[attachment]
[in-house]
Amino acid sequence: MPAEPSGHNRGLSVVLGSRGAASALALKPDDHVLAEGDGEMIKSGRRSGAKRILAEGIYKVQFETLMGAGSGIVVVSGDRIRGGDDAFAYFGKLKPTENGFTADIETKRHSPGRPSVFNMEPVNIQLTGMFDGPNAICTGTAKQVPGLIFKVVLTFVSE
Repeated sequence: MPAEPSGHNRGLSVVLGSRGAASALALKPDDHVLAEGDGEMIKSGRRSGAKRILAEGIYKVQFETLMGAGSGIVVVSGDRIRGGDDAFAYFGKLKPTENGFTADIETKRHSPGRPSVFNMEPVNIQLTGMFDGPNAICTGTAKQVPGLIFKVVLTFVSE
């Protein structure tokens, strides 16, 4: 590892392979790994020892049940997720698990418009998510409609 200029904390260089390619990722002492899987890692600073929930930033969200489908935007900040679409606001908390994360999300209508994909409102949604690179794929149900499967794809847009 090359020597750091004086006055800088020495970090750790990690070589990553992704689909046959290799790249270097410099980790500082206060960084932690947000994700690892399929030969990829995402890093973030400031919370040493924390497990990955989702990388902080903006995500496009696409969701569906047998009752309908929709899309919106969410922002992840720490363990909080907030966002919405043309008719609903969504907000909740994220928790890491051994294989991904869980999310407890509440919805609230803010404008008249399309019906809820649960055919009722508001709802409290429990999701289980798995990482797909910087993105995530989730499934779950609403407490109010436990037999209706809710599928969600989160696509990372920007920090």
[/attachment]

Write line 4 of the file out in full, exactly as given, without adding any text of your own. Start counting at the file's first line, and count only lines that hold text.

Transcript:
């Protein structure tokens, strides 16, 4: 590892392979790994020892049940997720698990418009998510409609 200029904390260089390619990722002492899987890692600073929930930033969200489908935007900040679409606001908390994360999300209508994909409102949604690179794929149900499967794809847009 090359020597750091004086006055800088020495970090750790990690070589990553992704689909046959290799790249270097410099980790500082206060960084932690947000994700690892399929030969990829995402890093973030400031919370040493924390497990990955989702990388902080903006995500496009696409969701569906047998009752309908929709899309919106969410922002992840720490363990909080907030966002919405043309008719609903969504907000909740994220928790890491051994294989991904869980999310407890509440919805609230803010404008008249399309019906809820649960055919009722508001709802409290429990999701289980798995990482797909910087993105995530989730499934779950609403407490109010436990037999209706809710599928969600989160696509990372920007920090």